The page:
For the most part, our culture and society tell us that those with "special needs" or "disabilities" are not capable of contributing to society. Individuals with special needs are not always able to live independently. It seems rather selfish to me really. When you serve someone who has a disability, from the get go you know it isn't going to be reciprocal. Or is it? For those with cognitive disabilities, we wonder how this person could teach us anything being that our ability to understand is better than theirs. Or are there other ways of understanding?
In our society we place a high value on verbal communication and cognitive understanding. But are these the only ways in which we learn and communicate? And to take it to the next level so to speak, are these the only ways in which God communicates to and ministers to people? If someone cannot cognitively understand that Jesus is God's Son does that mean they don't understand that at all?
There is another friend of mine who has a son who has high-functioning autism. He once told me a story about how he asked his son a question about God. I don't remember the question my friend asked and I don't remember the answer his son gave, but I do remember that it brought my friend to tears. God spoke through my friend's son that day.
Another thing that is a significant part of this conversation is the question of who is ministering to whom? In one of Henri Nouwen's books ( I cannot recall which one at the moment) he speaks about how often we go to the hospital to sit at someone's bedside and minister to those who are sick and dying. Nouwen proposes that it is in fact the other way around. After all, someone who is dying is probably a lot closer to God in those moments than we are. They are not relying on God day by day, but rather minute by minute. So it seems to me that there is a shift that needs to be made from ministering to individuals with special needs to ministering with individuals with special needs as well as allowing ourselves to be ministered to by individuals with special needs.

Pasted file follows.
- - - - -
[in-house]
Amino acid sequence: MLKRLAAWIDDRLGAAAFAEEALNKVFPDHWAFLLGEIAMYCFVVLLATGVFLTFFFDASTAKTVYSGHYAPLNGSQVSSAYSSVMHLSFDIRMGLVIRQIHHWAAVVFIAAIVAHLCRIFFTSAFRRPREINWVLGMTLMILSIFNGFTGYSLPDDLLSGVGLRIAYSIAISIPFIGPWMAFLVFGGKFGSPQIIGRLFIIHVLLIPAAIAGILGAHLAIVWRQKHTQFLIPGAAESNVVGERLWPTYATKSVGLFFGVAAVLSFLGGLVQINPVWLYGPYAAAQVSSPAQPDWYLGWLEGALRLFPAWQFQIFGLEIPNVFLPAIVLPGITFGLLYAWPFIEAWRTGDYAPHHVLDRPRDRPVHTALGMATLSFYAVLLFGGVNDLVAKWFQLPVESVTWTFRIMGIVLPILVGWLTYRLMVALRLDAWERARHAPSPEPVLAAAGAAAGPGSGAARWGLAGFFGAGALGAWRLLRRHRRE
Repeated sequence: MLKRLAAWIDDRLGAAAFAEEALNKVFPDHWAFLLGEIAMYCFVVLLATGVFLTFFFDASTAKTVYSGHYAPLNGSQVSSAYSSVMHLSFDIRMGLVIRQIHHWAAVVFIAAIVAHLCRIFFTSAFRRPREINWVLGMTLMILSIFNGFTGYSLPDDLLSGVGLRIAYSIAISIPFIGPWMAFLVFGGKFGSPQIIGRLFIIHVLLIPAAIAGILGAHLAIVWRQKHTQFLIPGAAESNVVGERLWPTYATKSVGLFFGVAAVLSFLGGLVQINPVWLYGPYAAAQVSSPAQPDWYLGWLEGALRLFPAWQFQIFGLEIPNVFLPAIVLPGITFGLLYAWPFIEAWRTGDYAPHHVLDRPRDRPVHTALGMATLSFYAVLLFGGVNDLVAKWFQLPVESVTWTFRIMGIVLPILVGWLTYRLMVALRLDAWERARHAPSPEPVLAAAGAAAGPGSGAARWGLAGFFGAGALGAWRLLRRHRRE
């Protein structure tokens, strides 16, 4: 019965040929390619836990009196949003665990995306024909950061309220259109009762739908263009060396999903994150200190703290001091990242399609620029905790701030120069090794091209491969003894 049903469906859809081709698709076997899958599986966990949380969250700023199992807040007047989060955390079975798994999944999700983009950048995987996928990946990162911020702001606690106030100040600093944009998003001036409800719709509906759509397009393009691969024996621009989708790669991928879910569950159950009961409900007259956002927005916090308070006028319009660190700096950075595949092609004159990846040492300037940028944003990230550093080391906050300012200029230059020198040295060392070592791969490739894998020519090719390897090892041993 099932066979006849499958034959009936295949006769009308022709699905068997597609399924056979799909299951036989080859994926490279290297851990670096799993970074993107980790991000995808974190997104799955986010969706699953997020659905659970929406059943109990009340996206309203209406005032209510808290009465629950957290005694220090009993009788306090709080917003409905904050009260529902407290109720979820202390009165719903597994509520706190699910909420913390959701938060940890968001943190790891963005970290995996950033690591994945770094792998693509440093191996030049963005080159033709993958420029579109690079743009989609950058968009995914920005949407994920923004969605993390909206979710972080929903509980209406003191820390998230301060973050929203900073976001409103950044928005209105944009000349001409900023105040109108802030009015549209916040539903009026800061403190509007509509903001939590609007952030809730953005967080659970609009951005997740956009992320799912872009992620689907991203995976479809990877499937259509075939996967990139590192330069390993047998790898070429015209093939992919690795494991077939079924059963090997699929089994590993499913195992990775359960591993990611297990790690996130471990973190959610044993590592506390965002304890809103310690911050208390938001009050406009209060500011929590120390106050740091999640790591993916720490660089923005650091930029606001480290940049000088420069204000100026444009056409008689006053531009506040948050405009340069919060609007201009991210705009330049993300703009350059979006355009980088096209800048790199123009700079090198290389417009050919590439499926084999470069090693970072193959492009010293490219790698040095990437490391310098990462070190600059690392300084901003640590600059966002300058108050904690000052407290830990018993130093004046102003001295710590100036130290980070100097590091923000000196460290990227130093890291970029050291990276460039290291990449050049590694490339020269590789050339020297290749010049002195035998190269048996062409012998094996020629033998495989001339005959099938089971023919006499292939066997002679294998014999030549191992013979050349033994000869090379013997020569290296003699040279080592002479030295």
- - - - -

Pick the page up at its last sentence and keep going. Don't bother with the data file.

There is much more I would like to write about this but there are so many thoughts bouncing around in my head at the moment that are preventing me from doing so. I would invite your comments and would specifically be interested in those of you who have been a part of a church (or churches) in the past that have been welcoming of those with special needs in such a way that these individuals became integral parts of the life of the church. In closing, I must say that I am only recently entering this conversation so please let me know if anything I have said is offensive or wrong headed.